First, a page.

With the help of tech support we were able to restore/rebuild the tapes that we needed by re-inserting each tape and having the catalog files rebuilt, but from that point on we decided that we should have a regular backup of that information. Even on the Tolis website they recommend that you do this.
All of the important files that you need to backup are located at the following location.
You may be looking at that “location” and be wondering how the heck you get to it. After all, to most people (other than developers) this is not a familiar location, not to mention it’s hidden from view in the finder. The best way to get to this location is to use the “Go to Folder” command in the finder. While in the finder, click on the drop down menu under “Go” and then select the “Go To Folder” option.
In the next dial box that opens, type in the string outlined above and click GO.
The next finder window that opens will be the folder that you need to keep a backup copy of.
To make sure this always happens on it’s own, we use the program Déjà Vu that keeps this folder synced to our NAS on a daily basis. I would strongly recommend that you implement something alone the same lines to save you possible frustration later.
Being a bit of a manual geek, I can tell you that the BRU PE user manual is one of the better manuals I’ve read. It’s written in a way that’s easy to understand and gets right to the point. It covers every aspect of the software in much more detail than I’m doing here and even makes some recommendations on the topic of workflow. I also enjoyed the landscape format, which made it comfortable to read on my iPad.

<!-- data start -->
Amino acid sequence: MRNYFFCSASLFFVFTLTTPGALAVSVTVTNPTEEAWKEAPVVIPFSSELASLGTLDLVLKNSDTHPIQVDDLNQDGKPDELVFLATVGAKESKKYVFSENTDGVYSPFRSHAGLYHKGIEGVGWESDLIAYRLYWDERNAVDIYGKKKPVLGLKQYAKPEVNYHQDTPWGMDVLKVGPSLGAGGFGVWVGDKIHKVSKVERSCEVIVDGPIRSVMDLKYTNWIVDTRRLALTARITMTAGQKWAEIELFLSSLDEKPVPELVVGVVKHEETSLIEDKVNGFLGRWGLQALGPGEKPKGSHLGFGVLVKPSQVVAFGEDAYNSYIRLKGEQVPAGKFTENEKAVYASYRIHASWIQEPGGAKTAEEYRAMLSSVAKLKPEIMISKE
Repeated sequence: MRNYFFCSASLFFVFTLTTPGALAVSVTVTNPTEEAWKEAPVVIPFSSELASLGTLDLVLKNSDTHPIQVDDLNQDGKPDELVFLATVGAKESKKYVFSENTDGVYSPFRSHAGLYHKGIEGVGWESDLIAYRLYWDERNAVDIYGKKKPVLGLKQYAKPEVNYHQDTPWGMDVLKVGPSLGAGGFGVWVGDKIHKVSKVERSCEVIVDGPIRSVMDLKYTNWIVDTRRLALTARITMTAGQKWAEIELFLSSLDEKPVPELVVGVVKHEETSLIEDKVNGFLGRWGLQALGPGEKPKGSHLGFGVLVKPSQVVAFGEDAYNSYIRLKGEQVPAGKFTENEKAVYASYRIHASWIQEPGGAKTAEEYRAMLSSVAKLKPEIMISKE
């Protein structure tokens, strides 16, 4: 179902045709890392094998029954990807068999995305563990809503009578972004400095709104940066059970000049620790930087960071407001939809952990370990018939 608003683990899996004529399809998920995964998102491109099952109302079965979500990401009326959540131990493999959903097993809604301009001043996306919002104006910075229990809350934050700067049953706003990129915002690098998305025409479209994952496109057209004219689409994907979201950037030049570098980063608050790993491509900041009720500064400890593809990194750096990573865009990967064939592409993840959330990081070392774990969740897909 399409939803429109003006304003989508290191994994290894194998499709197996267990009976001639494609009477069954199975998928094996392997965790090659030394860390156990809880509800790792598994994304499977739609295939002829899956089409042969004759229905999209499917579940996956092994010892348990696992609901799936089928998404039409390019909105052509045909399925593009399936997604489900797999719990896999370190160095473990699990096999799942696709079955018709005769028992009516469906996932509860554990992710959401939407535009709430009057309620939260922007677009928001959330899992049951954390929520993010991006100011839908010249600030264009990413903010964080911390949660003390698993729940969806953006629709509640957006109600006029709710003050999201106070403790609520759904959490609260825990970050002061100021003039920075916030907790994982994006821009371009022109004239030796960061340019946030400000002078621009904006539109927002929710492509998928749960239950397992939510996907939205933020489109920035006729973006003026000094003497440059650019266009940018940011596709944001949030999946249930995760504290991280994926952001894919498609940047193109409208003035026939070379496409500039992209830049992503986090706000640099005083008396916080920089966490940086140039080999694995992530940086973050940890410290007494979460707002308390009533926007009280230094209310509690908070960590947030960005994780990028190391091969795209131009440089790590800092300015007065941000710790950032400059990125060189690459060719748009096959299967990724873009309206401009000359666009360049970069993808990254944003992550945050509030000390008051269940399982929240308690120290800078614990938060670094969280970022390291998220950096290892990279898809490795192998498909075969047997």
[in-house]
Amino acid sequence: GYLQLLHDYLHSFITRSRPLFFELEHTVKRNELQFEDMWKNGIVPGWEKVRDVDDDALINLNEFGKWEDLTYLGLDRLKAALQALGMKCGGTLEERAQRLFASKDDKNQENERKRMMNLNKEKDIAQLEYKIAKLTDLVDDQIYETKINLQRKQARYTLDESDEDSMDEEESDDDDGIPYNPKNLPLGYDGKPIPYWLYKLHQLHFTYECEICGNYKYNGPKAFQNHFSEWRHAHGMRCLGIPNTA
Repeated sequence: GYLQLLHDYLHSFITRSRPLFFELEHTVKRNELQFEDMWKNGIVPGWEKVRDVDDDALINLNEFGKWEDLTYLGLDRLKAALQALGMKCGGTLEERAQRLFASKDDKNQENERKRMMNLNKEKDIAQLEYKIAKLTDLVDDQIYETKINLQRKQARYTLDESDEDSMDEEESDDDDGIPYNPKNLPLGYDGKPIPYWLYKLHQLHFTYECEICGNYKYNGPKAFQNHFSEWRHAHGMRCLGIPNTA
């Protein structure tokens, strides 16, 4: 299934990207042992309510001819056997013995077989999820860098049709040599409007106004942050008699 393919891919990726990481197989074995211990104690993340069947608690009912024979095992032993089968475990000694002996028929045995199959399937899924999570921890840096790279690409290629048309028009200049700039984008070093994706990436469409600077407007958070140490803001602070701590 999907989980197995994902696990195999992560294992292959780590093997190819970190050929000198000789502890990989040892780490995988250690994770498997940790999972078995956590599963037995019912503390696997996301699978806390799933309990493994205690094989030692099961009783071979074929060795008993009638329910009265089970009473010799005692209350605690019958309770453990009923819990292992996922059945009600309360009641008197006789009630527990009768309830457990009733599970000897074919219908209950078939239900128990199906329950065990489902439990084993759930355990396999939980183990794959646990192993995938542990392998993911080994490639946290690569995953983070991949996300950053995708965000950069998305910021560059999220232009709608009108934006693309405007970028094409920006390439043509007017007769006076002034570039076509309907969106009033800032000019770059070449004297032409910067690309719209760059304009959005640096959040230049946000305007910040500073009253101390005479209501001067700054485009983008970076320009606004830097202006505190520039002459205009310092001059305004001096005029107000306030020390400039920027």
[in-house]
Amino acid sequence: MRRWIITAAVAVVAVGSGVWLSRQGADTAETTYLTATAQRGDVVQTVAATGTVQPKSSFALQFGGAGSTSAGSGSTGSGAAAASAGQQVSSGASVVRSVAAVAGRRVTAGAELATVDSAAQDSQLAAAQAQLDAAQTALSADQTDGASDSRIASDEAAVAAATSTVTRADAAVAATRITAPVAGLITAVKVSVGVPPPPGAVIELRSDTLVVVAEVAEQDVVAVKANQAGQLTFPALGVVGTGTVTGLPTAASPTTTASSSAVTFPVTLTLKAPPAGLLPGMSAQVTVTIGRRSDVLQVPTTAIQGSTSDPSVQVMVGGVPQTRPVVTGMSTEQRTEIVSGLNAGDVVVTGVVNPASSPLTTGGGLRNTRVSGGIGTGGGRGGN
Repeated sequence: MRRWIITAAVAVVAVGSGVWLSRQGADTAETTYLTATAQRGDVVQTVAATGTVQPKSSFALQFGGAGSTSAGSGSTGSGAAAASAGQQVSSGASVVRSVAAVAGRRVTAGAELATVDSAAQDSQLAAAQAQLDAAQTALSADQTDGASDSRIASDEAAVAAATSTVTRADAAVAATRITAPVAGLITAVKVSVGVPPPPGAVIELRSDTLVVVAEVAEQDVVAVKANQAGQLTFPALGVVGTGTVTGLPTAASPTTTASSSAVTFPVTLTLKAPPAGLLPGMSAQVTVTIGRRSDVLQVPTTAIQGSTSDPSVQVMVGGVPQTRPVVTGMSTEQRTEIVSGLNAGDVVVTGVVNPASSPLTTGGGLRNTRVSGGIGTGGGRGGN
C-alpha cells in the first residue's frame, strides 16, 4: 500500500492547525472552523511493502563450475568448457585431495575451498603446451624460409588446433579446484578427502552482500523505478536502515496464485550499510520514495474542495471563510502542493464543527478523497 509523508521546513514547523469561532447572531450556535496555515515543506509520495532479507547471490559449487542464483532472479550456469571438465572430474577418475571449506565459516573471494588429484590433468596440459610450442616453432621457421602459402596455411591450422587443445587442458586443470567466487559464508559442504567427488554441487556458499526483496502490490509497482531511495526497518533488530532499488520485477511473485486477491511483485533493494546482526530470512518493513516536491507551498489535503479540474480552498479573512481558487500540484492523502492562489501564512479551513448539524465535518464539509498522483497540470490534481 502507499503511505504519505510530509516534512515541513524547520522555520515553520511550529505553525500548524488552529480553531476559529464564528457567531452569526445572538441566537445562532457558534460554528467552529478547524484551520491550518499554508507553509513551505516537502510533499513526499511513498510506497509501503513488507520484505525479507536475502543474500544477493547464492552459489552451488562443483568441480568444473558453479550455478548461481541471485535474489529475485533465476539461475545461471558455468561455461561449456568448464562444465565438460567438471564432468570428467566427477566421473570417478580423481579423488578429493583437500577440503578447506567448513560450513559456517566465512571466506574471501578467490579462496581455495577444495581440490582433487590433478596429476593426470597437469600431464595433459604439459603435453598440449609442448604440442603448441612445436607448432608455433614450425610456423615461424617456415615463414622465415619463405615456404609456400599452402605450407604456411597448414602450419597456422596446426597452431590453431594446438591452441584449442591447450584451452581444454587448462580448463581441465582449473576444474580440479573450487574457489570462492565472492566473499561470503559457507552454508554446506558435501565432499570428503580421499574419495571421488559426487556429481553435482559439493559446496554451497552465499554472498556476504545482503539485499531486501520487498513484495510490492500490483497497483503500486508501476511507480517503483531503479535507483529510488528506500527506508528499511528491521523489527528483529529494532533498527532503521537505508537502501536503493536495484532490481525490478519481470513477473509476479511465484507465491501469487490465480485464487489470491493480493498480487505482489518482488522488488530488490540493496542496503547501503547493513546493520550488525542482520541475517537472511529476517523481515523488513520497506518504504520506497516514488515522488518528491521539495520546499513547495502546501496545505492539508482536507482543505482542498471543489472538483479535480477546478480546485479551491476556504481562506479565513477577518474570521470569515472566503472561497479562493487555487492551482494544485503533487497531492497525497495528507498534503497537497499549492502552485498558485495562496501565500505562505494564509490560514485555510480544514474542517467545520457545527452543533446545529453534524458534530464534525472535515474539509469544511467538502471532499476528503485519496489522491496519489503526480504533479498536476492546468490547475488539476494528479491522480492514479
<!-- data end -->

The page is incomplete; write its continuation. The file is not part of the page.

While the manual is 186 pages long, probably around a third of it is terminal commands. If you’re really feeling like the BRU PE GUI is just too easy to use, launch the Terminal app and try your hand at typing it all in by hand. Personally, I have zero interest in this, but there must be enough people out there to justify the detail they put into the manual in covering this topic.
Future Proof Archives?
So now you have a solid backup of your projects, and maybe you even made a second copy to keep off site at home or in a safe deposit box. But what if the worst happens and the Tolis Group suddenly goes out of business or stops selling/supporting the product? After all, because they’re using their own proprietary archive format you actually do need BRU in order to recover your tape contents.
Well not to fear. There are two very good pieces of insurance that will let you sleep better at night.
First (as discussed earlier), every time that you create a new archive tape, at the end you are presented with a dialog that lets you create a CD or DVD that includes the catalog file for that tape (basically a list of it’s contents and location on the tape), all metadata, and a copy of the BRU PE Software that you just used to create the tape. They disk also includes installation and restore instructions. So aside from the hardware needed to do a restore, you have everything that you need between the LTO tape and the CD/DVD that you create. They call this disk a BRUsetta Stone CD.
But if the worst happens and the Tollis group goes out of business, they are committed to put the most recent copy of the BRU software in Escrow with the NARAS, and if you’re a member of NARAS you can retrieve a copy if you need it. So it’s not as if you’re going to no longer have access to your data.
Here is my personal take. The Tolis Group has been around since 1985 and has a great history of making great products. I see no reason to worry about them going out of business anytime soon, and even if they did I am left with the tools that I need (through the BRUsetta Stone CD) to restore any tapes I have made over the years. True, I would probably want to start looking for something new to create new archives, but I would not be locked out of my old archives.